“Certainly, [Carleton’s] credibility separate from L.L.Bean was helpful in the launch of Signature in gaining attention from the more fashion-focused circles and media outlets,” wrote L.L.Bean Creative Senior Vice President Don Oakes in an email. “But the line is not all about the latest fashion. It is rather designed to remain authentic L.L.Bean, with staying power long after the trend moves on.”
Nick Sullivan, fashion director at Esquire magazine, says L.L.Bean’s Signature line cleverly manages to be both updated and “retro-dated.” “An older brand, if they stick to their guns and have confidence in themselves, they have some resonance with people,” says Sullivan.
Off the runway, L.L.Bean Chief Marketing Officer Fuller is creative with the brand in a different way; his efforts of late — including the Wescott deal — highlight L.L.Bean’s playfulness. In 2009, the year before the Signature line was launched, the company partnered with Blue Ox Technologies Ltd. of Caribou to launch its first mobile game — a free downloadable mind bender called “Moosentration” that over the next eighteen months generated eight million minutes of game play. The company has increased its presence on Facebook, Twitter, and YouTube, where it now responds to customer complaints and posts ads. Last year its mobile app was upgraded to allow purchases, facilitating some $750 million in sales that Fuller says the Internet now generates, or about half of the company’s total annual revenue. Then there’s the thirteen-foot “Bootmobile,” a size 747 hunting boot built over a Ford F250, that in January was taken for a spin on CNNMoney. There’s also the Maine-based Gifford’s Ice Cream’s new “Muddy Bean Boots” flavor (vanilla ice cream with brownie bits and caramel) and, if you’re unfortunate enough to be rained out of a Sox game at Fenway Park next season, make sure to pause on your way out and admire the L.L.Bean hundredth-anniversary rain tarp the grounds crew stretches across the diamond.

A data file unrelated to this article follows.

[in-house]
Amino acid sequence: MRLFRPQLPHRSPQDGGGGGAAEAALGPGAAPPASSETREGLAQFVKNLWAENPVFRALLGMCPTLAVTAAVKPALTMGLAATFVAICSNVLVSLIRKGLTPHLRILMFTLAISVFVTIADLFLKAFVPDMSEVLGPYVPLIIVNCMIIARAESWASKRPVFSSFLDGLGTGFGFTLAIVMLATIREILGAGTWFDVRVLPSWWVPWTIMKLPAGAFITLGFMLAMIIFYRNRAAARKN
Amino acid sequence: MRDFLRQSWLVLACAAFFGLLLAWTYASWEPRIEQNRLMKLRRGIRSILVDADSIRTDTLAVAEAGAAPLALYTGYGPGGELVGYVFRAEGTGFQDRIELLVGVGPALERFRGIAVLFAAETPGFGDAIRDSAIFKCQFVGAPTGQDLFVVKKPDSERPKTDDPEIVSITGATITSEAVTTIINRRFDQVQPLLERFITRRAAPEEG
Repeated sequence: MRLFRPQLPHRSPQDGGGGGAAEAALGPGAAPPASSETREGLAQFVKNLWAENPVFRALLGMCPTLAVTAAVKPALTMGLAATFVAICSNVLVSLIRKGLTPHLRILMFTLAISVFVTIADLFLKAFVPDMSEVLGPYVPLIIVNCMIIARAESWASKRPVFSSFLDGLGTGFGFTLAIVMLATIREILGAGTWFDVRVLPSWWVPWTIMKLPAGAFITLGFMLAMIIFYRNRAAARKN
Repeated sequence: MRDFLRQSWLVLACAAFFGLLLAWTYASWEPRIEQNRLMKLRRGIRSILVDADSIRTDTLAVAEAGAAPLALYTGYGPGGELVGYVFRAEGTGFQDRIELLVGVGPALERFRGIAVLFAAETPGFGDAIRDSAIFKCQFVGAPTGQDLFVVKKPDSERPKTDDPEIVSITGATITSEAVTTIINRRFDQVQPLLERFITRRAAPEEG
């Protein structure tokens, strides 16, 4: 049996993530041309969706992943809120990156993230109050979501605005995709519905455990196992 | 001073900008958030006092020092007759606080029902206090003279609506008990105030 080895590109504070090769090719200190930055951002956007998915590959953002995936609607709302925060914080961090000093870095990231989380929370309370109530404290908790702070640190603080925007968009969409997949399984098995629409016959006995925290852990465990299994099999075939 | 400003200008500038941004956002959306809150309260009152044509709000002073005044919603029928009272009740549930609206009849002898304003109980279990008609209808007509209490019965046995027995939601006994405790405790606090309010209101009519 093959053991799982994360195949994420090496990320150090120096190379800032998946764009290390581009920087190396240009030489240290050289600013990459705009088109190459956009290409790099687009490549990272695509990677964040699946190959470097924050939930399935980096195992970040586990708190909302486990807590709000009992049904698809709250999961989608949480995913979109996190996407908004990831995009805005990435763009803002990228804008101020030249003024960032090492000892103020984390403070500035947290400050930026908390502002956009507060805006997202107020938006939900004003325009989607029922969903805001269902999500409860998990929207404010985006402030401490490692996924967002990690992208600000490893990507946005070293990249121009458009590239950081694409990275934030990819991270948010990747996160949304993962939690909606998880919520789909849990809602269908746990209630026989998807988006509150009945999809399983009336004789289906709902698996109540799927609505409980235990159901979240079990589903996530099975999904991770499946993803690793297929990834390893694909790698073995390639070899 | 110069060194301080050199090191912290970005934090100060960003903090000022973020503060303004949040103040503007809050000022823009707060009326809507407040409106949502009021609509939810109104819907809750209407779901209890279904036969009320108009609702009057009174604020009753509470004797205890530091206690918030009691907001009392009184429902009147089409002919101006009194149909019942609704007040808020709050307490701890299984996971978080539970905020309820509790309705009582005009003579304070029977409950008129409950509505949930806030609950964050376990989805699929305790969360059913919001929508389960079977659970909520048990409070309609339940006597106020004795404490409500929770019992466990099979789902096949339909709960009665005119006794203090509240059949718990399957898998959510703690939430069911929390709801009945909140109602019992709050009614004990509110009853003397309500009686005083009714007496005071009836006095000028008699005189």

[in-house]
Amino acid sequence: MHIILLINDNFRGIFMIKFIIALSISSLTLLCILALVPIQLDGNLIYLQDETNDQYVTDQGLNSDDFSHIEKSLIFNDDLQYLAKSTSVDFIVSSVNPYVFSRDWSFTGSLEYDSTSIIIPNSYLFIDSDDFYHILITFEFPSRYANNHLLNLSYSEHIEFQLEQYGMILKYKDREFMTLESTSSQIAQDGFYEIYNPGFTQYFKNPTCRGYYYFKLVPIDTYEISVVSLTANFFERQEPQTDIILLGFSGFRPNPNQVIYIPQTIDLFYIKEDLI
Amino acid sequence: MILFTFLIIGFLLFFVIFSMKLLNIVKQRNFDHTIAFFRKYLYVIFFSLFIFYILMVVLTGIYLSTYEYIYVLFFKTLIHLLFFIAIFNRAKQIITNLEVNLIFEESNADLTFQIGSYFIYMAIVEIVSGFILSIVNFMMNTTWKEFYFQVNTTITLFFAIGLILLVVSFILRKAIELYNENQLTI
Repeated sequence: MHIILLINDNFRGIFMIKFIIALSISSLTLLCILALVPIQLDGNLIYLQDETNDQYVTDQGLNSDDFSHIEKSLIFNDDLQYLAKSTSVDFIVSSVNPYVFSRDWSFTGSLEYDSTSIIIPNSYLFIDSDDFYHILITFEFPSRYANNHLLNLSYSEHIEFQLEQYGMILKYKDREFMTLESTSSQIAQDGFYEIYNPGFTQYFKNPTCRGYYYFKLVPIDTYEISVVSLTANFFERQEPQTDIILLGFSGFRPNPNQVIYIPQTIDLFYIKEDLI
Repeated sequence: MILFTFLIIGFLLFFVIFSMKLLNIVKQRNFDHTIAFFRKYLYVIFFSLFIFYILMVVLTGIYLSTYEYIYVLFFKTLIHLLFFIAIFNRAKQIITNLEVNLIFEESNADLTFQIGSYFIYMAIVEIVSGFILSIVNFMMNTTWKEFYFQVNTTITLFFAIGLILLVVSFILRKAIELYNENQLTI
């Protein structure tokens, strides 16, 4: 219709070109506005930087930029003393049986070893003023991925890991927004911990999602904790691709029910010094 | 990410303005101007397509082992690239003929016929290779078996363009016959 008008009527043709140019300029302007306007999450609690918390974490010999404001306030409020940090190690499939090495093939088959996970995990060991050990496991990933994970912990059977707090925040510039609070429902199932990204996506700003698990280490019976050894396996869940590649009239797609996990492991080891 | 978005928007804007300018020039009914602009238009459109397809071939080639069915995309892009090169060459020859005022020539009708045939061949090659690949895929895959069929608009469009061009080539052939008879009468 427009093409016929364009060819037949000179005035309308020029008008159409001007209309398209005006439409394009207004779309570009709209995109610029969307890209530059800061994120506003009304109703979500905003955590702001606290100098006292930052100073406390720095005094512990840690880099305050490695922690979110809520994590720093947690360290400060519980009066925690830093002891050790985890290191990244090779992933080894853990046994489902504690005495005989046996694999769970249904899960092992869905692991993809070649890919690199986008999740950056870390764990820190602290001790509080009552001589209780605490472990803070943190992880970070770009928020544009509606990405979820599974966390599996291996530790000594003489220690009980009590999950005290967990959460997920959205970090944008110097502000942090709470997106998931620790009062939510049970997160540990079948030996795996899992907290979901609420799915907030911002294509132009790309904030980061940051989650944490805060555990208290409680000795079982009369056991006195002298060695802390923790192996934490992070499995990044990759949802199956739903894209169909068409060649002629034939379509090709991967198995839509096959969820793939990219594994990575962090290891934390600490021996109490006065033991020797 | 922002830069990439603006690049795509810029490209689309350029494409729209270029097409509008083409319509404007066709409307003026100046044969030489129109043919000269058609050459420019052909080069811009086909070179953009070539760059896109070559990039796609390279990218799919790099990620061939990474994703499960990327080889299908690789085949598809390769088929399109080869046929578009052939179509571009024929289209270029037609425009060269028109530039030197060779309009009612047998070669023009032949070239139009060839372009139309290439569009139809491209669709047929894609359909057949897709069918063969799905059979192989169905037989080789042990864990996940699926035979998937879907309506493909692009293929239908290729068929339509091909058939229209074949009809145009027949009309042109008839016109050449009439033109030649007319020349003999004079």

“I live in fear of L.L.Bean becoming just another retailer,” says Fuller. “You want something that’s different, that’s consistent with your personality, but doesn’t just live in the past. So you do things that are fun.”
Now that’s a tradition L.L. would certainly approve of.
- By: Sara Anne Donnelly